Even before the first mountainous stages of the Tour, Primoz Roglic, who finished second last year, suffered another setback. But for first runner Matthew van der Poel, things weren’t any better.
Two old rivals running together: Matthew van der Poel in the yellow jersey and Wout van Aert.
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Mathieu van der Poel continues to shine in the yellow jersey, and Primoz Roglic, who suffered serious injuries from a fall, eventually ran out of steam. Even before entering the Alps, the stars of the 108th Tour de France presented a scene in which Roglic was the biggest loser. Last year’s runners-up lost nearly four minutes to defending champion Tadig Bojacar en route to Le Creusot. Matej Muhorek won the day as a soloist.
Van der Poel, as part of a splinter group, was fourth enough in the 249.1km section to successfully defend the famous Maillot Jaune. The Dutchman beats Belgian Wout van Aert by 30 seconds and is 1:49 minutes ahead of Dane Kasper Asgreen. Pogacar is now fifth, 3:43 minutes behind the cross-country world champion, but the Slovenian’s time comes in the mountains.
Roglic must bury all hopes
In fact, his compatriot Roglic wanted to attack there, but on Friday had to demolish Signal d’Uchon, which has been classified as a Class II climb. The 31-year-old fell poorly in the third stage, bruised coccyx and severe abrasions. Roglic had already lost time in the Pogacar in the Trial of Time, and now he must bury all hopes of an all-out victory.
Before the first tests in the mountains, the peloton had prepared to break up in Bourgogne to be the hour. Attacks ensued immediately after the start, and Van der Poel, Van Aert and Julian Alaphilippe found themselves in a splinter group. It was risky for the UAE Pogacar team, especially since Alaphilippe also has strong mountaineering skills. The world champion was arrested, and another group of nearly 30 drivers formed with Van der Paul, Van Art and Mark Cavendish after 45 minutes of the race.
Carabaz attack is not rewarded
This group left the United Arab Emirates, the maximum advance was about eight minutes. The group’s attacks began fifty kilometers before the end, one of which Mohoric successfully used. On the field, things were slow until Signal d’Uchon, when Richard Carabaz attacked. The climbing specialist from Team Ineos wanted to put Pogacar under extra pressure in front of the mountains, but was caught again shortly before the finish line.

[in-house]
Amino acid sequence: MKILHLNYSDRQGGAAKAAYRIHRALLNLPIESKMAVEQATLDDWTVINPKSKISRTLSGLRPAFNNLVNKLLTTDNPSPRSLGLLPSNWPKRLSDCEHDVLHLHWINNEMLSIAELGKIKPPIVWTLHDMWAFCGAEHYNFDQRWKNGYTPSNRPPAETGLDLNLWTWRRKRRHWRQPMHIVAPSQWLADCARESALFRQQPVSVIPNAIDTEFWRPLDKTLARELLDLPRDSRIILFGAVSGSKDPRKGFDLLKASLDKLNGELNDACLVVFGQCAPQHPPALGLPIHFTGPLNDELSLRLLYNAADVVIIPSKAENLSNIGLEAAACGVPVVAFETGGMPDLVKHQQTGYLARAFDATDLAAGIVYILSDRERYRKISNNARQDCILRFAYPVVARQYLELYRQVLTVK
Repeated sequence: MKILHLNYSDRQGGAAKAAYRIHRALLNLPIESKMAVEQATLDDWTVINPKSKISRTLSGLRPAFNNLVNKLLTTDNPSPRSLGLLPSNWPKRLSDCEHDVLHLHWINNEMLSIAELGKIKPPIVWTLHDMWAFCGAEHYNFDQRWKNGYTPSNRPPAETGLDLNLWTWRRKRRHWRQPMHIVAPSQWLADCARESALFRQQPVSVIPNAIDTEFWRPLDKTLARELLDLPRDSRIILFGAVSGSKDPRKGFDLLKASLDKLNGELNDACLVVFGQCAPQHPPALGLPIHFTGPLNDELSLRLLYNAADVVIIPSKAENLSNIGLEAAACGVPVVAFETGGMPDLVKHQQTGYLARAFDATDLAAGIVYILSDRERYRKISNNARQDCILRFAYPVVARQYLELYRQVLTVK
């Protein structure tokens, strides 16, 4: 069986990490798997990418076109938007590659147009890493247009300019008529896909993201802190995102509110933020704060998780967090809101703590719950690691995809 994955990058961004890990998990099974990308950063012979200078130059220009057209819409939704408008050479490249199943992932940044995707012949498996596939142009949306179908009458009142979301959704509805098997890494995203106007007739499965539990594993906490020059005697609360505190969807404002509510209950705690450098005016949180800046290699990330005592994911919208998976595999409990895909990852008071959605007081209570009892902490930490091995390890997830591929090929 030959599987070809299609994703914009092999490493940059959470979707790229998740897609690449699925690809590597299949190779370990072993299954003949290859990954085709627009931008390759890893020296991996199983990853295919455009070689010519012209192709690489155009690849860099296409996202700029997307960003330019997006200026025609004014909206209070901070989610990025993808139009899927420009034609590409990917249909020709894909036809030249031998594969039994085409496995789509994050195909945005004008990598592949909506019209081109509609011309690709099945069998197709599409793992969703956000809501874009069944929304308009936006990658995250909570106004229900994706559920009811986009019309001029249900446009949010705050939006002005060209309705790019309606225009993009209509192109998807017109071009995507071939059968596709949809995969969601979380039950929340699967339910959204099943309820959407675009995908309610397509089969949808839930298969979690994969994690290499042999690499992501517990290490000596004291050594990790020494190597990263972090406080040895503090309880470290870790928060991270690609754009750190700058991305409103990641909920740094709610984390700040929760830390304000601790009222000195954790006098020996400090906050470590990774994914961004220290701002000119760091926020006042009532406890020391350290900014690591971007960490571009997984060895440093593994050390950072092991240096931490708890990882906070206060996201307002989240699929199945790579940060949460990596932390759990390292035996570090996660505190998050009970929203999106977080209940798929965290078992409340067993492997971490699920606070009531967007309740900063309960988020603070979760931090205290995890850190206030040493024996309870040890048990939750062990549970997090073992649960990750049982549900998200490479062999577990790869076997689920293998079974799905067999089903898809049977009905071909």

The stage that ended north of Lyon was just the start of the weekend. On Saturday, you must climb three times of the first category before descending to the destination at Le Grand-Bornand. German fans still have fond memories of the winter sports resort, as Linus Gerdmann won there in 2007 and took over the yellow jersey.
The first mountain access is on the program at Tignes on Sunday. Since only three stages will end when passing this tour, strong climbers will have to look for their chance here. This time the weather forecast also fit. Two years ago, the Tignes stage was canceled due to a landslide after a storm.
Seventh stage, Verizon / France – Le Croseau / France (249.10 km):
1. Matej Mohoric (Slovenia) – Victorious Bahrain 5:28:20 hours; 2. Jasper Steuven (Belgium) – Trek – Segafredo + 1:20 min; 3. Magnus Cort Nielsen (Denmark) – EF Education-Nippo + 1:40; 4 – Matteo van der Poel (Netherlands) – Alpecin-Fenix company; 5 – Kasper Asgren (Denmark) – Dekonink Quick Step; 6. Frank Bonamore (France) – B&B Hotels p/b KTM; 7 – Patrick Konrad (Austria) – Bora Hansgrohe; 8 – Wute Van Aert (Belgium) – Jumbo-Visma; 9 – Brent van Muer (Belgium) – Lotto – Soudal + 1:44; 10. Dorian Godon (France) – AG2R Citroën Team + 2:45; … 35. Emmanuel Buchmann (Lukau / Austria) – Bora Hansgrohe + 5:15
Overall ranking of the individual, status after the seventh stage:
1. Matteo van der Poel (Netherlands) – Alpecin-Fenix 25:39:17 h; 2. Wout van Aert (Belgium) – Jumbo-Visma + 30 seconds; 3. Kasper Asgreen (Denmark) – Deceuninck-Quick-Step + 1:49 min. 4. Matej Muhoric (Slovenia) – Bahrain victorious + 3:01; 5. Tadej Pojacar (Slovenia) – UAE + 3:43; 6. Vincenzo Nibali (Italy) – Trek – Segafredo + 4:12; 7 – Julien Alfelipe (France) – Deceuninck-Quick-Step + 4:23; 8. Alexei Lutsenko (Kazakhstan) – Astana Premier Tech + 4:56; 9. Pierre Roger Latour (France) – TotalEnergies + 5:03; 10. Rigoberto Oran Oran (Colombia) – EF Education-Nippo + 5:04
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